Purifying water is a problem as old as civilization. When people started living together in anything bigger than traveling bands of shepherds and hunters, potable water became a shrinking resource. The rotating belt of local oases or springs could satisfy you while you were constantly on the move but once you started needing the communal watering hole to keep your animals upright or your crops alive, cooperation became more tenuous and waterborne diseases became sundry. Getting sick from your drinking water was the tradeoff for settling down, and we’ve been repaying the debt ever since.
Making a dent in that bill has been the mission of thousands of nonprofits, institutes, NGOs, technology evangelists, well-intentioned individuals, and crusading celebrities. AguaClara, a decade old engineering project started by professors at Cornell University that is currently expanding its reach, is adding their name to the list by combining techniques that would have been familiar to the Romans and ones that would impress Elon Musk. It’s called “floccing”, and it might change how communities clean their water.
The process, in practice, is pretty simple, which makes it especially attractive for communities where specialized engineering skills are in short supply. (AguaClara currently operates in Honduras and India.) The engineering behind the process was years in the making, however,and involves water being injected with a coagulant that charges dissolved solids in the water and attracts them to each other. After undergoing a series of sharp 180 degree turns in the “flocculator” the clumps of sediment start to get heavier and eventually form a blanket on the bottom of the pipeline while the purified water flows overhead. Any microbes are taken out with a controlled dose of chlorine and ultra-fine particles are caught by a sand-based filter. (The process’ waste is funnelled out through a dedicated pipeline and staff engineers are currently trying to repurpose it as fertilizer.)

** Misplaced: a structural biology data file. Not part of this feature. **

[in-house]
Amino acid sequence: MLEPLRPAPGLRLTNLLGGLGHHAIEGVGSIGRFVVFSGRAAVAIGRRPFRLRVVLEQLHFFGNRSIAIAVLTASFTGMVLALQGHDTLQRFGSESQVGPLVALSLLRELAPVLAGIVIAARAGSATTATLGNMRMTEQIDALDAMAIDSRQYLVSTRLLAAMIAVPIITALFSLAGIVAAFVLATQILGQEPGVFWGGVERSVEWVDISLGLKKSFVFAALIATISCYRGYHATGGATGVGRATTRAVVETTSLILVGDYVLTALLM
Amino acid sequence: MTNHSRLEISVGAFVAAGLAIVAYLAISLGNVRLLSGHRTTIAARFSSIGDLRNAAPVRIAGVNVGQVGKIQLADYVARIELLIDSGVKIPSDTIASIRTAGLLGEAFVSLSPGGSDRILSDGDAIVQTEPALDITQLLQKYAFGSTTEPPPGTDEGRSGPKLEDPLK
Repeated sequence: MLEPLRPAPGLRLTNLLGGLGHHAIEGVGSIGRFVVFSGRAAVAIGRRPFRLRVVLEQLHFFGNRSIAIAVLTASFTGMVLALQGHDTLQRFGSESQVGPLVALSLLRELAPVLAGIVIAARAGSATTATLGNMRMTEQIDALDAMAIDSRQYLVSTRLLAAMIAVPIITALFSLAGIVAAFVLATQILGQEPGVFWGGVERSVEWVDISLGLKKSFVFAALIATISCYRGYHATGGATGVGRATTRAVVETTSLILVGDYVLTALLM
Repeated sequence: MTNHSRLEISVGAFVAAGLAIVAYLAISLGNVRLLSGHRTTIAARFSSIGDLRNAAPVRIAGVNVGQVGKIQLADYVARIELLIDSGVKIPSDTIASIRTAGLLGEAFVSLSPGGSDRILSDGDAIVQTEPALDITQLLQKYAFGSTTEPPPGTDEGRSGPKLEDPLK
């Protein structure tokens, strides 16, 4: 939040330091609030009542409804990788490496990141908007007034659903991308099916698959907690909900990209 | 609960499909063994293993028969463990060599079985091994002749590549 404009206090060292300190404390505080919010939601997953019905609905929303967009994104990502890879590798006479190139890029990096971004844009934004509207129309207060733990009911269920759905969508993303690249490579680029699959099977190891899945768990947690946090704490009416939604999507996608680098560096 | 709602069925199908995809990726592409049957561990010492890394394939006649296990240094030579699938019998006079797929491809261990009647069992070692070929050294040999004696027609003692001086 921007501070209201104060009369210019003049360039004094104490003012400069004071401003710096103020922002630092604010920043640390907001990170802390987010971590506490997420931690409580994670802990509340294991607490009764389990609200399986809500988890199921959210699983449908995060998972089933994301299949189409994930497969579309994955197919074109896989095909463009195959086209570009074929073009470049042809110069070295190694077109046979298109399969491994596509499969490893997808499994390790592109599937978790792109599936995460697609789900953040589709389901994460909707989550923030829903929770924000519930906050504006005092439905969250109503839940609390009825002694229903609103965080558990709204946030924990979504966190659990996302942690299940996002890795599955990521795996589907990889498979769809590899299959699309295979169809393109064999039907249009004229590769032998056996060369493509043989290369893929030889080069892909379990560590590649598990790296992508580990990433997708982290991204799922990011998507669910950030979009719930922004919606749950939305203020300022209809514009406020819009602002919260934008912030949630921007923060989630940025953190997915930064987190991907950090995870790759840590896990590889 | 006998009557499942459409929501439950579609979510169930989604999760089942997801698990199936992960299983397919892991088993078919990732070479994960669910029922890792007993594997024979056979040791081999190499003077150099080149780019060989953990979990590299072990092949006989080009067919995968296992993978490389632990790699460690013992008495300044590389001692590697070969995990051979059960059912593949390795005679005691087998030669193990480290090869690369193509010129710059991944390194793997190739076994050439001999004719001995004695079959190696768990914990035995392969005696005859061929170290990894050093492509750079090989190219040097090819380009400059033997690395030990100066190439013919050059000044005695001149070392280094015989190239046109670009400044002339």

The engineers at Cornell know that the communities they’re aiming to serve—small, rural, typically low-skill—aren’t going to be able to hire a full-time manager to maintain and service a technically complicated water purification center. The plants are designed around low-impact engineering techniques including a conspicuous absence of intricate gearboxes and whirring machinery plucked from AutoCAD handbooks. The AguaClara plants use physics to do the bulk of the work, with the heavy lifting coming during the initial construction and training locals volunteers on how to regulate the hydraulic processes and manage the chemical levels. The plant’s plans are also all open source, as is the floccing process itself.
AguaClara’s mission isn’t terribly novel, but the communities it serves are slightly different than the ones typically associated with water crises. Unlike their counterparts operating in Africa and other parts of South America and Asia, AguaClara is engaging with towns that have relatively established infrastructure and connections with major cities. These aren’t villages that depend on a single volatile source of water but rather ones that may be tapped into an unreliable grid. They’re concentrating on bringing the margins closer to the center, a mission that doesn’t have the same draw as some of their more tail-minded counterparts but is important given the rural-to-urban diaspora happening quite literally everywhere on the planet. The continuing flow from subsistence farms to the widening girdles of urban areas mean fewer people will be living in communities completely separate from industrialized infrastructure. By the time urban centers become even more crowded, the question won’t be access to water but rather access to consumable water, and a solution that AguaClara offers something splitting the difference between the small, village-sized solution and the large-scale wastewater treatment centers that can cost hundreds of millions of dollars to produce.
There’s an argument to be made for community-owned, decentralized sources of potable water, especially with the kind of low maintenance technology AguaClara is proselytizing. The question is whether a charity filling a market gap can be successful battling private companies with deep pocketed investors. The engineers at AguaClara are confident that even when though they’re giving away their technology for free, the quality of their expertise and their premium status as inventors will keep them building plants for communities that want them. It’s not a new way of doing business, but then again there’s nothing new about the equation they’re trying to solve. Water is as old a problem as the world can remember.
AguaClara are crowdfunding on Indiegogo. Read more about their project here or watch the video below.